IMO development: Container weight checks


Published: 19 December 2014

Container weight issues have been a serious concern for the industry and the IMO has now agreed to amend SOLAS to put a greater emphasis on the responsibility of shippers to accurately declare cargo weights. These changes will, however, not come in to force until 2016.

The development

The International Maritime Organization's (IMO) Maritime Safety Committee (MSC), which met at the Organization's London headquarters for its 94th session, from 17-21 November 2014, approved draft SOLAS amendments which included addressing the continuing industry concern over the (mis-)declaration of weights for containers consigned for shipment.

The amendments to SOLAS Chapter VI state that authorities will "require mandatory verification of the gross mass of containers, either by weighing the packed container; or weighing all packages and cargo items, using a certified method approved by the competent authority of the State in which packing of the container was completed."

Under these regulations the "correct weight", or "verified weight", shall be determined in one of two ways:

  1. By weighing the loaded container at an approved weighing station; or
  2. By ensuring that all the individual items in the container are weighed and added to the container's weight.

The shipper will be responsible for verification of the weight of a container carrying cargo. The shipper is also responsible for ensuring that the verified weight is communicated in the shipping documents sufficiently in advance to be used by the ship's master or his representative and the terminal representative in the preparation of the ship stowage plan. In the absence of the shipper providing the verified weight of the packed container, it should be considered that the container should not be loaded on to the ship unless the master or his representative and the terminal representative have obtained the verified weight through other means.

The SOLAS requirements are expected to enter into force in July 2016 (see MSC.1/Circ.1475 republished alongside this note).

The analysis

While the mandatory nature of the new regulations is welcome news to container carrying vessels, there are still certain issues that shipowners, charterers and NVOCCs need to be aware of and it may be too soon to consider this issue as one that has been successfully resolved.

First is the fact that the new SOLAS regulations will not come in to force until July 2016, which means that in the meantime existing rules, practices and regulations continue to be in place.

Second is that the responsibility for ensuring the container's weight is verified rests with the shipper, and in the MSC.1/Circ.1475 this is defined as: "means a legal entity or person named on the bill of lading or sea waybill or equivalent multimodal transport document (e.g. "through" bill of lading) as shipper and/or who (or in whose name or on whose behalf) a contract of carriage has been concluded with a shipping company."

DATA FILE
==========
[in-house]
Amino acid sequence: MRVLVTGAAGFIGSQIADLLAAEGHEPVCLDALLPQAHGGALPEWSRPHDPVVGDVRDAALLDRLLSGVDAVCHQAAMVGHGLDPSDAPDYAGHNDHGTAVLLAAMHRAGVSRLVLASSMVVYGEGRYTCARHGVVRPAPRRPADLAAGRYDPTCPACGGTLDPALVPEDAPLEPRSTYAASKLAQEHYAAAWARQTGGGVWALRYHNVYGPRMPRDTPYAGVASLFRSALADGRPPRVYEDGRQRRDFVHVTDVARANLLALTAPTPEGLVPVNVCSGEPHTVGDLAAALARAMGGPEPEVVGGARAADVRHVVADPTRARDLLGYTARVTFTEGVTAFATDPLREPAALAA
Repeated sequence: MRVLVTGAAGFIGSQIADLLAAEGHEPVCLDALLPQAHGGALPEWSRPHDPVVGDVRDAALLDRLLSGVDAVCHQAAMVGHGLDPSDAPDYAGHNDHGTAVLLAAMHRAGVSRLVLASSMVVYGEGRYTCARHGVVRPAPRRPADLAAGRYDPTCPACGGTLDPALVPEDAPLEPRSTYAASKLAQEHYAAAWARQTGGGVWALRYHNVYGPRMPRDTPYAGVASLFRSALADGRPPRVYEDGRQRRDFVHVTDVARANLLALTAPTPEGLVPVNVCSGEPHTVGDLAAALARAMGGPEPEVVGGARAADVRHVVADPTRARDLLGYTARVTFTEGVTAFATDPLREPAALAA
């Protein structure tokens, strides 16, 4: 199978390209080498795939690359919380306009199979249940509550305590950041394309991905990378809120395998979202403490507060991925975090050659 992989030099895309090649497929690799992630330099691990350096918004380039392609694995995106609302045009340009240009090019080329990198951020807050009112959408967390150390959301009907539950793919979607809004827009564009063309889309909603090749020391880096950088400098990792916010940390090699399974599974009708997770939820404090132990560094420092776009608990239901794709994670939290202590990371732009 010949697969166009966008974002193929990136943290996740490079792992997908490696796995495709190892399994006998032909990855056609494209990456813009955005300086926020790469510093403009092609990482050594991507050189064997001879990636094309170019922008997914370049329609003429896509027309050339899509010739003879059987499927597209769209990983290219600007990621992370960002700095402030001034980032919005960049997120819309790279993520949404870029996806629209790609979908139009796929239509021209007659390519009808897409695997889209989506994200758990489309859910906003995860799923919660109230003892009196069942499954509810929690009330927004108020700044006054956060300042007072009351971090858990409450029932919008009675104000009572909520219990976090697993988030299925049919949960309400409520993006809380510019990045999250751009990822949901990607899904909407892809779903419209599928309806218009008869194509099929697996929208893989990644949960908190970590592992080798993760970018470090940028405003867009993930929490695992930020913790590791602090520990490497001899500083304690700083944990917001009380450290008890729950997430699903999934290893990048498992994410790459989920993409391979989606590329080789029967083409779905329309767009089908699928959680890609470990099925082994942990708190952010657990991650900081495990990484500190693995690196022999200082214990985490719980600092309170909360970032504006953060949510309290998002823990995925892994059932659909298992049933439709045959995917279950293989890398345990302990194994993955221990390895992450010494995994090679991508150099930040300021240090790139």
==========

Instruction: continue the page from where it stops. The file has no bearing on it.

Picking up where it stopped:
Given the multitude of parties that may be involved in the transport of a container, from the customer actually packing the box (or part thereof) to logistics companies, and freight forwarders, the entity considered to be "the shipper" may be several steps removed from the vessel or indeed may be several steps removed from the physical box itself. Should therefore a problem arise with a particular box, it may not be always a straight forward route from the vessel to the person responsible for the weight verification.

Third, the effectiveness of these regulations will depend upon the steps taken by the IMO Member States to ensure proper implementation and enforcement of the rules in their own jurisdiction and it may be that different standards will develop in practice in different places.

Loss prevention advice

It is stated in MSC.1/Circ.1475 that containers for which no verified weight is available, should not be loaded. Furthermore nothing should limit a master's ultimate discretion in deciding whether to load a particular box or not. Given, however, the speed of cargo operations for container vessels, the ship and her master are very much dependent on the accuracy of the information supplied to them for the stowage plan and the cargo manifest as well as other relevant cargo documentation. Hence this documentation needs to be ready in advance, and the regulations speak of this as being an important preparatory step before loading.

Ensuring that the master and / or another officer can duly attend to the cargo operations is therefore very important, and that means planning ahead to ensure they are free to attend to this task without being distracted by other issues. Good team work across the crew is essential in this regard.

Furthermore it is envisaged that where a container is rejected for loading, then the associated costs should fall to the shipper, but this is qualified by the statement that ultimately this would be "subject to contractual arrangements between the commercial parties".

From the ship's point of view it is therefore important to have in place clear contractual terms that pass on the risk and cost of having to deal with a box that either did not have a verified weight or which otherwise was found to be unsuitable / unsafe for carriage.

Container cargo operations
Source: Skuld